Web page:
“The Fire of the Sun in the Sea” by Odun Orimolade- 1Work Project
The major characteristic of this drawing is that it is infinite. There are no demarcations as to where it is to cover or end so it will neither be finished or unfinished. Whatever aspects of it that can move through the collaborations of video and photography allow the drawing to continue to live, expand and evolve. The role of memory has a huge play in this context of keeping the drawing alive.
So far the forms generated are very organic. I do wonder how much of my individual orientation influences these lines and thoughts. The question does rise about how much of an influence culture and environment has on thought gravitations. As much as I am interested in the now of what orientation is, there is the issue of history that cannot be removed from the contemporary since in many ways it informs the evolutionary process into whatever is present. One must look at the cognitive values of mark making but can that be separate from our individual orientations? If yes then does this confirm that the cognitive aspects of our thought processes are completely universal like biology? If no then if the role of orientation does pack so much of a punch then how would we see things if the universality of western orientation is removed from the context? How would our indigenous and environmental orientations factor in both evolutionarily and at present? Would these definitions be individualistic or cultural?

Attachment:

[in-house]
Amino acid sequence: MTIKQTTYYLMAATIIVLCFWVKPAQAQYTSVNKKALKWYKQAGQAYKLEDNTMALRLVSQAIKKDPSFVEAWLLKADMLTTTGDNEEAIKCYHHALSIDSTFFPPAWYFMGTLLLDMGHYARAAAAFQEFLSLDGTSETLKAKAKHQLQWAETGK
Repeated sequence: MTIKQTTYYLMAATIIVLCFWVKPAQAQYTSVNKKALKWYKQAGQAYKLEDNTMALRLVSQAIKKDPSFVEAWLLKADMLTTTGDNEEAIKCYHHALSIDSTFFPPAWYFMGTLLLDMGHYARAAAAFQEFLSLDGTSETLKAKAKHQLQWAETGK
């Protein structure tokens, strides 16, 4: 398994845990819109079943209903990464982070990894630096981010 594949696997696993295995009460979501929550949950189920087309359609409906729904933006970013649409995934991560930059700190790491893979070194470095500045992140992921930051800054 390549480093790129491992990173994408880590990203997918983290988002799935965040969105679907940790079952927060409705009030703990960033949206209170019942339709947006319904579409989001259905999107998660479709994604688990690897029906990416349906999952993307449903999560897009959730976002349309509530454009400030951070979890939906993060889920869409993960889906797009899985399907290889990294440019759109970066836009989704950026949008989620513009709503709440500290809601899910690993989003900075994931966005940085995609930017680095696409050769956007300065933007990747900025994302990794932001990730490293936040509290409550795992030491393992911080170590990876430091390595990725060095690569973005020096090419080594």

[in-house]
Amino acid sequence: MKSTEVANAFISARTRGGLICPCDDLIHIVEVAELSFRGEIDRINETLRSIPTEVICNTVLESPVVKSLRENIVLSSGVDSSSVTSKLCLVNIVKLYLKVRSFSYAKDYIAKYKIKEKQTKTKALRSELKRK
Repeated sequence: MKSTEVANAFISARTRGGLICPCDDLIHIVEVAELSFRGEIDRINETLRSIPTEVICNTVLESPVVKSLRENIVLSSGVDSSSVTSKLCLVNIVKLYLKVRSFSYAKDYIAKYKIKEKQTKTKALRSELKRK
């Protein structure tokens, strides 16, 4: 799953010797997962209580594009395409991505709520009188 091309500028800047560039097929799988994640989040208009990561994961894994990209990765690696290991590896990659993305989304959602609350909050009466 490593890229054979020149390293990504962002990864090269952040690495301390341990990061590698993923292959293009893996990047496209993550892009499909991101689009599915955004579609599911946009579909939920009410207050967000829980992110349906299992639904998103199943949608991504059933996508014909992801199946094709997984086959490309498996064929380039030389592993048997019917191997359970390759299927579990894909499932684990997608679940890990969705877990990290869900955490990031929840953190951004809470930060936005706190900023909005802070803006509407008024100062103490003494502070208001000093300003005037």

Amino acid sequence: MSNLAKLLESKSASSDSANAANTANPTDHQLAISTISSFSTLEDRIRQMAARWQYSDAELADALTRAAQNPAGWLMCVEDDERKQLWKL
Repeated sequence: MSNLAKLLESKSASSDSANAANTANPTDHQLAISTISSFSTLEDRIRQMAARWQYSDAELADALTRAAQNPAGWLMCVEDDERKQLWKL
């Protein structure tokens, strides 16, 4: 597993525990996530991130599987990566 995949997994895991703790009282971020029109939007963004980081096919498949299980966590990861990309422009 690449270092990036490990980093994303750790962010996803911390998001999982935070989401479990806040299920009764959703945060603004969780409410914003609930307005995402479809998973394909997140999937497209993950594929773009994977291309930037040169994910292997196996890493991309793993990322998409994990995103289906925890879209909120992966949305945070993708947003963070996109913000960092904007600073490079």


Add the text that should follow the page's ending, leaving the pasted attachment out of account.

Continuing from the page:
A local Carpenter called Jide came into the space. He stood for a while behind me perplexed the got himself to ask me literally in Yoruba dialect
“what is it?”
I told him I do not know and gave him the freedom to call it whatever he felt it was.
He sighed and was silent for a while.
Then he said in Yoruba
“This is the fire of the Sun in the Sea!”
He went on to describe what made me think of molten magma unfurling under water. He also said he was not sure because it looks alive like some sort of creature that would be found in the worlds deep in the sea. It was not strange for me to hear that from someone also it affirmed that he reacted to the image generated by the mark making according to his orientation. One might also have to look into the reactions to visual impact of this undirected drawing. It is obvious though that the organic inclination also spurs an organic thought process in reaction.
Victoria Udondian and Taiye Idahor are here. We had a very vast conversation.
Words and phrases to of interest, ethereality of spontaneity, temporality of thought.
Question: does intuitive mark making equal an invention of new form? Is there such a thing as new form? Is the generation of the unfamiliar a means of venting or the production of a visual tangibility of possible telepathic thought processes if people can connect and react to these visual generations?
Click on images for better view. All images courtesy and copyright CCA,Lagos.
Join, observe and interact with Odun Orimolade at the CCA, Lagos gallery, open to the public from 10am- 6pm Monday to Friday.